The location of the accelerometers 40 and 42 along the axis 11, which is coincident with the axis of the pig 30, provides for output signals from the accelerometers which may be converted to pipeline curvature values regardless of the roll position or attitude of the pig 30 with respect to the axis 11. Although a resultant curvature value may be determined from signals generated by the accelerometers 40 and 42, the actual direction of curvature or displacement of the pipe central axis from a previous course or trajectory is not necessary since only a change in curvature or displacement is being sensed with respect to a predetermined course or position of the pipeline section 10. However, in order to minimize the tendency for the pig 30 to roll about its longitudinal central axis as it traverses the pipeline section 10, it is highly advantageous to place the center of gravity of the pig 30 in a position which will bias the pig to maintain a predetermined roll attitude.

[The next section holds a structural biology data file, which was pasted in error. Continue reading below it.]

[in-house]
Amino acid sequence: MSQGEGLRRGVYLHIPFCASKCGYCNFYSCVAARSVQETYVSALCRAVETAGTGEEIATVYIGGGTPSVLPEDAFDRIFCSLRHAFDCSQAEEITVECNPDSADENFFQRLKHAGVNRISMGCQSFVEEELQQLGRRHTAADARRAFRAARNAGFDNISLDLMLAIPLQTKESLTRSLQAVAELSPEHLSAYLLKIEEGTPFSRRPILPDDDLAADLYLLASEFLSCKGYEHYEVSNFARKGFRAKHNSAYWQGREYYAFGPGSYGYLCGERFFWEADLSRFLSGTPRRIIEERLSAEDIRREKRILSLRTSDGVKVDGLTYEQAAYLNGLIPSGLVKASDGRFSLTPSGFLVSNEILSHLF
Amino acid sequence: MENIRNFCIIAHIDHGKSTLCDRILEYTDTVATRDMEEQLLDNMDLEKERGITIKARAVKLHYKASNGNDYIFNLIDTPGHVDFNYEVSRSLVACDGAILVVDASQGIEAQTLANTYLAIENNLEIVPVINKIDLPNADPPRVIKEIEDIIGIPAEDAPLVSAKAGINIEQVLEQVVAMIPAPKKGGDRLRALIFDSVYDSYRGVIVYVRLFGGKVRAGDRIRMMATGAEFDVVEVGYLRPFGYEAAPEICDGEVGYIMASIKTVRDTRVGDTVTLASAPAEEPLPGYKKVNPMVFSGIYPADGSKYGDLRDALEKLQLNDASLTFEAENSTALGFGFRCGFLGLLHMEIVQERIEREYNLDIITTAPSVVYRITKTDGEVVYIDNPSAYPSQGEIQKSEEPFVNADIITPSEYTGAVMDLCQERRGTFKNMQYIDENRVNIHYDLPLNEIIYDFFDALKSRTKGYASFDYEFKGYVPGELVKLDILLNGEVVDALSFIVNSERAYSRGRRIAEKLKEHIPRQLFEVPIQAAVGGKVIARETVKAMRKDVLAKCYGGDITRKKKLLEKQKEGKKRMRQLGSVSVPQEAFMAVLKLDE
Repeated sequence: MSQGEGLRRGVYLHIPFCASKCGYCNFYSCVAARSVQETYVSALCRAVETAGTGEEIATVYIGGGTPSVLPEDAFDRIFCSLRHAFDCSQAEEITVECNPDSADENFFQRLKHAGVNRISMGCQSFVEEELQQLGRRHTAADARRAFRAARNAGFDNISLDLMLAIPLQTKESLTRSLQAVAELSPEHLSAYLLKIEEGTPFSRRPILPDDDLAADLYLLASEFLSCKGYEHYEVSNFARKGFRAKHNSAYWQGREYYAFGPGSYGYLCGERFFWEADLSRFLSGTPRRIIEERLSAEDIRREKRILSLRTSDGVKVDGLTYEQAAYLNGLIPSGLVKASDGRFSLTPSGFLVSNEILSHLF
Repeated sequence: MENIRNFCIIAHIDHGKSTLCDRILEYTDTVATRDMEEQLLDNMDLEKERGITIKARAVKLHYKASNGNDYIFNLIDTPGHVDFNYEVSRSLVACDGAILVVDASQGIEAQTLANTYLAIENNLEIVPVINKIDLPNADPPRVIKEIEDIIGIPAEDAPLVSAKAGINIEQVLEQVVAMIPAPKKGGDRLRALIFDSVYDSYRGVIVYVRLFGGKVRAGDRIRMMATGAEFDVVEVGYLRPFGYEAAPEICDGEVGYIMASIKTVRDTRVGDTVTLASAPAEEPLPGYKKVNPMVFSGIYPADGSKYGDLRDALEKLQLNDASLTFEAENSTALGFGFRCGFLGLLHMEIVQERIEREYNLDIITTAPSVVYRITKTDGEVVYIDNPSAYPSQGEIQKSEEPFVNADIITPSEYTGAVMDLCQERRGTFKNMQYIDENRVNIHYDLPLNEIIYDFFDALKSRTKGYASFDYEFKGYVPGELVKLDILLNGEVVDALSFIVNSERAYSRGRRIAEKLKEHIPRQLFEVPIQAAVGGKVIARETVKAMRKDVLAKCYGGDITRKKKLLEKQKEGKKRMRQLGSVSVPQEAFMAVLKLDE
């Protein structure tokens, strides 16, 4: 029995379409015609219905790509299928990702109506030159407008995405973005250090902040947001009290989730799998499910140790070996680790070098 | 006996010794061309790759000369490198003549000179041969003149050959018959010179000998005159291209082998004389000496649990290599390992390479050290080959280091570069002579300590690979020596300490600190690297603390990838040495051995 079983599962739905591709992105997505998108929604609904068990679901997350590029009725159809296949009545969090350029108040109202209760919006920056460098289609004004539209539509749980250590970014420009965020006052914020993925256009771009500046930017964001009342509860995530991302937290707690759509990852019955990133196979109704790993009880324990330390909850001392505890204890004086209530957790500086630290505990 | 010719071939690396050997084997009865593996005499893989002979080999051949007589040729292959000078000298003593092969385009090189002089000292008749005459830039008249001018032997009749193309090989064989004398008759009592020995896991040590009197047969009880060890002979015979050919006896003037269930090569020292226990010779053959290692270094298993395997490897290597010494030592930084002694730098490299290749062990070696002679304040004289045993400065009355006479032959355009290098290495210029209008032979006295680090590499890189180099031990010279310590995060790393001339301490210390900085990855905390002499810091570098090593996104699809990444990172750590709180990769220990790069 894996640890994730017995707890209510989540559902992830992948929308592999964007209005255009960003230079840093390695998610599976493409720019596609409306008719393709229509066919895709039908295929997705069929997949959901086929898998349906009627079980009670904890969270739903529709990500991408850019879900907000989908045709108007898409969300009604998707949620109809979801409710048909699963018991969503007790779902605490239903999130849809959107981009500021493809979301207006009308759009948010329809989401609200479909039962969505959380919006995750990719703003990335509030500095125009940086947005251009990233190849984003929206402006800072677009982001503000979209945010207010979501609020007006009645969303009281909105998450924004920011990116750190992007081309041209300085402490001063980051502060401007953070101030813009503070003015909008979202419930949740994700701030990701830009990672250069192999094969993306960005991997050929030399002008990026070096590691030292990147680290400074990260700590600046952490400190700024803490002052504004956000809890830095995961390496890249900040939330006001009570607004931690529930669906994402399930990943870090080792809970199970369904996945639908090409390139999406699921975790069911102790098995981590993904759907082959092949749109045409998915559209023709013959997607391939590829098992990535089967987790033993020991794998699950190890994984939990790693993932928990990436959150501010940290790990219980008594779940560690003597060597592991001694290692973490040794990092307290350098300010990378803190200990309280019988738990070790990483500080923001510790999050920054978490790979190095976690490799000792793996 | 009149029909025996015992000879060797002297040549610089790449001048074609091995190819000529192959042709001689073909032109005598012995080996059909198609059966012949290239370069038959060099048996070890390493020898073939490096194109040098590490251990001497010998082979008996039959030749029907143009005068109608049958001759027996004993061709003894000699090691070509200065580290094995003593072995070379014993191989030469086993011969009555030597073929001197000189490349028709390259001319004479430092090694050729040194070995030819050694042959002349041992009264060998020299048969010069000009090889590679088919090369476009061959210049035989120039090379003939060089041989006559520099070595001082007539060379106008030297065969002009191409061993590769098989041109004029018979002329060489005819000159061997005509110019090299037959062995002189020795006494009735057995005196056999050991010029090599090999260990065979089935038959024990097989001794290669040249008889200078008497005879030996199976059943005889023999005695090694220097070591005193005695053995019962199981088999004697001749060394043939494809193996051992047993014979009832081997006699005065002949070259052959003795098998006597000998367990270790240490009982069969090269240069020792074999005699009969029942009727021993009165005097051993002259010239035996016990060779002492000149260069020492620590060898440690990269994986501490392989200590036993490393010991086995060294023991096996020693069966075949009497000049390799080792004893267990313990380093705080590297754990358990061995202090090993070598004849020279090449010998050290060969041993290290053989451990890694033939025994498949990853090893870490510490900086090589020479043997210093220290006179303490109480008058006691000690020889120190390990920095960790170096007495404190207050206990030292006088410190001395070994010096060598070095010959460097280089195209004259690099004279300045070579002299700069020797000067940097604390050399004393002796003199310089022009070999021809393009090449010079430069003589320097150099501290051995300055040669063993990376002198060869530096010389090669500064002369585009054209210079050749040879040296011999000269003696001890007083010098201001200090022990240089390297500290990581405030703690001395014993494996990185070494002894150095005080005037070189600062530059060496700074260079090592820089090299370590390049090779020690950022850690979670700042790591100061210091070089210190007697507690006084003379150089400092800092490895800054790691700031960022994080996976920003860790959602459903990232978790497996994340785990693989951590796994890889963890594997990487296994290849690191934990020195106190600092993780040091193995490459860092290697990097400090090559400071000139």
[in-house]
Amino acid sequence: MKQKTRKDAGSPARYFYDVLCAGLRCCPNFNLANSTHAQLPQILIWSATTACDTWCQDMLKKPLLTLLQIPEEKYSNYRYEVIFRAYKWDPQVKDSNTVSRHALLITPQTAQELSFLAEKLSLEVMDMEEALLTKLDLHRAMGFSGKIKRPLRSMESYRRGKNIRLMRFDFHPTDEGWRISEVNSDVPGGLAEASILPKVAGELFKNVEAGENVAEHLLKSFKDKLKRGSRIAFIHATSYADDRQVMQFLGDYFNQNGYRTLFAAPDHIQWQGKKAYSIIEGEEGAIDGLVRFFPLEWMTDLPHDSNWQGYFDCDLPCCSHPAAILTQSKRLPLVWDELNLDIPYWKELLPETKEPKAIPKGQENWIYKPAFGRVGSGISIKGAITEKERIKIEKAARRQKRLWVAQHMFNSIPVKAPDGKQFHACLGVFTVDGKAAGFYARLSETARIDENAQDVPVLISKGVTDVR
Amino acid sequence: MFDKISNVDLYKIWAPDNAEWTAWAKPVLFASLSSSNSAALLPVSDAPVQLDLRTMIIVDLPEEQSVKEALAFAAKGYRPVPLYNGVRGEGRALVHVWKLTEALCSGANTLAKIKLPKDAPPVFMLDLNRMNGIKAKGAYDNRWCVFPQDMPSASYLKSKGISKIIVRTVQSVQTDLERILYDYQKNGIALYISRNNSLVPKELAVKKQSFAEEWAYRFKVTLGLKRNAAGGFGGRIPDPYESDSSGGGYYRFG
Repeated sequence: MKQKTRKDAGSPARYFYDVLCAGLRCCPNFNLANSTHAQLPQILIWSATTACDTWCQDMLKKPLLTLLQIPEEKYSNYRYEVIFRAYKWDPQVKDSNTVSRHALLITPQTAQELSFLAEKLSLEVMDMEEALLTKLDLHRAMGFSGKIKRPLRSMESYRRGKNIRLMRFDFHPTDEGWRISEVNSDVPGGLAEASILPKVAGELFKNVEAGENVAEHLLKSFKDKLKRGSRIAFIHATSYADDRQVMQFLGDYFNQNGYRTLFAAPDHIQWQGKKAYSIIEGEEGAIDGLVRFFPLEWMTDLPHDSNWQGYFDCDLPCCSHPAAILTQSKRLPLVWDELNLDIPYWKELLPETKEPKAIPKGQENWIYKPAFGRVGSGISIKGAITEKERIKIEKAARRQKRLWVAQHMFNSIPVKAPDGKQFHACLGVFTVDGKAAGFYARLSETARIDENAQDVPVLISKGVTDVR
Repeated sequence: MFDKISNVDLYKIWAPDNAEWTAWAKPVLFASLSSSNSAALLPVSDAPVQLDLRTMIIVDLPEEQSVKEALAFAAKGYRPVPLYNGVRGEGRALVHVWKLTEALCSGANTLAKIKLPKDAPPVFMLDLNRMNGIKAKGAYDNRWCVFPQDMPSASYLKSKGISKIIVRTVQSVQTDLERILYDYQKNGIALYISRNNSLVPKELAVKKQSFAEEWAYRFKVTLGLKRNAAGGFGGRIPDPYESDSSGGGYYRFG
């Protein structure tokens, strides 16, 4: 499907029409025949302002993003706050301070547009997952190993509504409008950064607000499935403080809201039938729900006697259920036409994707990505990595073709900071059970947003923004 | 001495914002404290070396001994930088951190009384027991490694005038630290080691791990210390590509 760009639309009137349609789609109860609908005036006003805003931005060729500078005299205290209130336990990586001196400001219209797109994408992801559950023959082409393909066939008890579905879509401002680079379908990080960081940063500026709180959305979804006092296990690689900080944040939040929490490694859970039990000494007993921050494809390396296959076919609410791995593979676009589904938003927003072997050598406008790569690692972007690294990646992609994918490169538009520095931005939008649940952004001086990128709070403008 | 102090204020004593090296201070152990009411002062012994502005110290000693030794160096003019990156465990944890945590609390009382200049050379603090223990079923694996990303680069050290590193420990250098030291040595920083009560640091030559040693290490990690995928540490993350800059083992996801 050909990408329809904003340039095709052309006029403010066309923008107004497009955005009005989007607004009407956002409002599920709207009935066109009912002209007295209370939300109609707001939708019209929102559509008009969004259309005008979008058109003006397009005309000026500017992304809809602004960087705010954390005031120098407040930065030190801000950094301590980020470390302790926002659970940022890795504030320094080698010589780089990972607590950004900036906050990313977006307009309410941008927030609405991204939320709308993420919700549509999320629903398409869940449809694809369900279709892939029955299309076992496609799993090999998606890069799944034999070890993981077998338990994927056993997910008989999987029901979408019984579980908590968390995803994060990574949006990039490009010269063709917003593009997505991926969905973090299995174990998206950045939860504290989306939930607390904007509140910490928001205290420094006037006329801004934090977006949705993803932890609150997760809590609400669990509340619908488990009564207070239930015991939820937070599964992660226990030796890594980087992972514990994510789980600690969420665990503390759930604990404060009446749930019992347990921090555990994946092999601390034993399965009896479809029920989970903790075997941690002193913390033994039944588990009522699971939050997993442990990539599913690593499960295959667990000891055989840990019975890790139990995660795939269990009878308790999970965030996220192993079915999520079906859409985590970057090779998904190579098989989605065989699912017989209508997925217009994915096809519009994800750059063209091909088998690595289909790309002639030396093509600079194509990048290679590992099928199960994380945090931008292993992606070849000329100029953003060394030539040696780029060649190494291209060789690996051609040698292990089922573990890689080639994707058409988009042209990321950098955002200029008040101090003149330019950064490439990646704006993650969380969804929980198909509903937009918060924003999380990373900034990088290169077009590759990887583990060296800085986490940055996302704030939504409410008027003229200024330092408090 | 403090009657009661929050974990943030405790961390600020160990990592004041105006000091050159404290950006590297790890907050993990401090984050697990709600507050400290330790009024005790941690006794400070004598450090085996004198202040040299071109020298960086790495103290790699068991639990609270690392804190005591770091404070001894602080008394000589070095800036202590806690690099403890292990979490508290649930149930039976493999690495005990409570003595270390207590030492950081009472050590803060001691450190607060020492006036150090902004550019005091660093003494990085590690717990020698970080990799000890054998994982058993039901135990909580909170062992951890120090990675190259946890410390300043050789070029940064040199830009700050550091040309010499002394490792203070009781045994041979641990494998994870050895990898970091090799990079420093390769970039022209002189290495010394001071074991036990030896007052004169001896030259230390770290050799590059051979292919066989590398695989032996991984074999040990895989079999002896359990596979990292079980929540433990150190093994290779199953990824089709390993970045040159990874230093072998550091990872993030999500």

Referring to FIG. 3, it is indicated that the center of gravity of the pig 30 is located at point 60 for example, which is displaced from the axis 11. This center of gravity 60 may be provided by adding weights 62, FIG. 2, placed within the interior of the housing 32 in such a way that the pig 30 is biased to assume the attitude shown in the drawing figures. In this regard also, all electronic components disposed within the housing 32 are displaced against a sidewall of the housing adjacent to the weights 62 to assist in placing the center of gravity 60 displaced from the axis 11 as shown. For example, the pig 30 includes an instrument enclosure 64, a source of electrical energy such as a battery 66 and a magnetometer, generally designated by the numeral 68, all of which are located against the interior sidewall of the housing 32 in the position illustrated in FIGS. 2, 3 and 4.